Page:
Campus & Community

Should social policy reward marriage?

5 min read

Mink claims policy penalizes single mothers

Close to 200 people, most of them women, gathered in a tastefully appointed meeting room at the Radcliffe Institute for Advanced Studies on April 8. They came to hear a talk called “From Welfare to Wedlock: Should Social Policy Promote Marriage and Fatherhood?” While outside the French doors daylight savings time graced a terrace with muted light, Gwendolyn Mink, professor of Women’s Studies from Smith College, delivered troubling news for poor single mothers in 21st century America, and exhorted the crowd to help reverse what she views as an oppressive trend.

“We’re at a critical juncture in welfare policy,” said Mink, whose books include “Welfare’s End” and “The Wages of Motherhood.” The historic moment arises because the Temporary Assistance for Needy Families (TANF) program is up for reauthorization this spring. Enacted in 1996, TANF replaced the Aid to Families with Dependent Children program, which had distributed welfare benefits since the 1930s. Many feminists and advocates for the poor are raising concerns about TANF policies, policies that Congress is now debating. By July, the TANF reauthorization process will be finished. Among activists working to influence the outcome of this process are Mink and her mother, Congresswoman Patsy Mink (D-Hawaii).

The younger Mink’s speech was part of a lecture series organized by the Graduate Consortium in Women’s Studies, based at Harvard and including a number of area universities.

Welfare policy under TANF, said Mink, “promotes the idea of government as matchmaker, a notion that does not resonate with the American people.” In fact, she said, 79 percent of Americans think the government should not be involved in the marital decisions of its citizens. Yet the notion that government can and should play a role in promoting marriage “bewitches policymakers of all stripes.”

Among the TANF rules Mink discussed are those that single out unmarried mothers for punitive measures. “Government strikes the most severe blows to mothers who are unmarried and poor,” she said. For example, single mothers who apply for aid under TANF must reveal the identity of the biological father and help the government find the father for purposes of collecting child support. If they refuse to cooperate, the women’s welfare benefits are reduced. Such a rule, said Mink, strips mothers of their right to decide whether to participate in a financially dependent relationship with the father. “Within the TANF system,” said Mink, “the government defines and pursues paternity and determines its obligation. It pushes mothers in the direction of men or marriage.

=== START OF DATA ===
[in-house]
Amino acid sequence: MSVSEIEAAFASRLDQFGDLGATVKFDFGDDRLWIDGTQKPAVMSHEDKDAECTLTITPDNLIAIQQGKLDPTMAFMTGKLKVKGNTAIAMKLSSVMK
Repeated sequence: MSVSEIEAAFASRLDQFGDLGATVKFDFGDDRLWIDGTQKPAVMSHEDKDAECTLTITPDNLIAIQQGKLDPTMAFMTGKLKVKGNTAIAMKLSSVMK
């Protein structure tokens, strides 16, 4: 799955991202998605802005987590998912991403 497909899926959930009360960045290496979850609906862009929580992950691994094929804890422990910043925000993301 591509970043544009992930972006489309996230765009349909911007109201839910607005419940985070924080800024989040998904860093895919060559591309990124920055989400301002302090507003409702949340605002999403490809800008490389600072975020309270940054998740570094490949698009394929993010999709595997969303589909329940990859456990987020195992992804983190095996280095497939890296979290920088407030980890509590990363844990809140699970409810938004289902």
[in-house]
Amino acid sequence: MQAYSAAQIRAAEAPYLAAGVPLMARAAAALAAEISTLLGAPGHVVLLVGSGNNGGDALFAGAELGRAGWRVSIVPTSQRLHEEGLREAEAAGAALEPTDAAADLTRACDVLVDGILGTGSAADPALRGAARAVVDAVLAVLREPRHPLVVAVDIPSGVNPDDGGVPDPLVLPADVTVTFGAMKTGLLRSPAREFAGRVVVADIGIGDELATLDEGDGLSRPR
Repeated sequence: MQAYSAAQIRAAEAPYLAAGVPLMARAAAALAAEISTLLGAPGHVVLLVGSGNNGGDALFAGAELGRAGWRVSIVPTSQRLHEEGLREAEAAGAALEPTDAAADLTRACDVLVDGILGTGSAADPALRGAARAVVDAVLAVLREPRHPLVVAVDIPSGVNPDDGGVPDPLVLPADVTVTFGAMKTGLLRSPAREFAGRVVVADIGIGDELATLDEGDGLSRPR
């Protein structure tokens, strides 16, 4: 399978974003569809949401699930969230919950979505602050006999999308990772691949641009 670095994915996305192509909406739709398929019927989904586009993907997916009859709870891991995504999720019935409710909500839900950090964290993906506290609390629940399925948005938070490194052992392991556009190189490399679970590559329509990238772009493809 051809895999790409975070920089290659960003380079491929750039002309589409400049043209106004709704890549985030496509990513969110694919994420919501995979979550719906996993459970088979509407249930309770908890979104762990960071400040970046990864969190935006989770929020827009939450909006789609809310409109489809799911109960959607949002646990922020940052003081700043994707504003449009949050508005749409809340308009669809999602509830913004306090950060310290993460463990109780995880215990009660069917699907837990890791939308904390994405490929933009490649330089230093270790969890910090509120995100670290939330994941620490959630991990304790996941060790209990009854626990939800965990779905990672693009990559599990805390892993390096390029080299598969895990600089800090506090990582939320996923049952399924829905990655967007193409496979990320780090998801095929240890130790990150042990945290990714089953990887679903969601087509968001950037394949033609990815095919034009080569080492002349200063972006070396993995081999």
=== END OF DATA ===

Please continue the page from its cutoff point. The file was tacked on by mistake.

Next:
“TANF teaches that the only path out of poverty is to get married or have a marriagelike financial relationship with the biological father,” Mink continued. Under TANF, she said, the government “withholds economic security from mothers and their children unless women go into patriarchal relationships.”

TANF has enjoyed bipartisan support since the late 1990s, but Mink and her mother are advocating for a policy shift. To that end, Patsy Mink has introduced a bill, HR 3113. The bill would, said Gwendolyn Mink, “undo the rights abuses in the TANF system.” Among the TANF rules the bill would alter are those concerning who is eligible for child care and the kinds of work activities considered legitimate and therefore eligible for benefits.

For example, HR 3113 would amend TANF to make paternity establishment and child support enforcement voluntary. It would also change TANF to include, as valid work activities, currently excluded pursuits such as education and job training. Changes would also include treatment for domestic and sexual violence, mental health problems, and substance abuse. In addition, HR 3113 would restore the child-care benefit for TANF families when the parent enters the labor market — a benefit that in the late ’90s was repealed for single mothers who, at the same time, were required to work at a job in order to receive other TANF benefits.

“To be poor and unmarried in the United States today is to be unworthy of full citizenship,” Mink warned. “Welfare once contributed to poor women’s rights — now it impedes them. It’s very important to make your voice heard.” Faxing letters to members of Congress, said Mink, “costs less than a postage stamp,” and is the best communication method because regular mail does not reach Capitol Hill since the anthrax attacks.

Laura Roskos, coordinator of the Graduate Consortium in Women’s Studies, commented on the speaker series that included Mink’s talk. “Our series this year,” Roskos said, “has shown us that no woman can be secure in the belief that she’s better off than the women who have the fewest choices.” Just as the rights of poor single mothers have been eroded by government policies like TANF, Roskos said, so can the rights of all women be weakened “if you pick away at the human rights bundle.” Raising her head and smiling, she added, “It’s good to see these issues coming to the surface now.”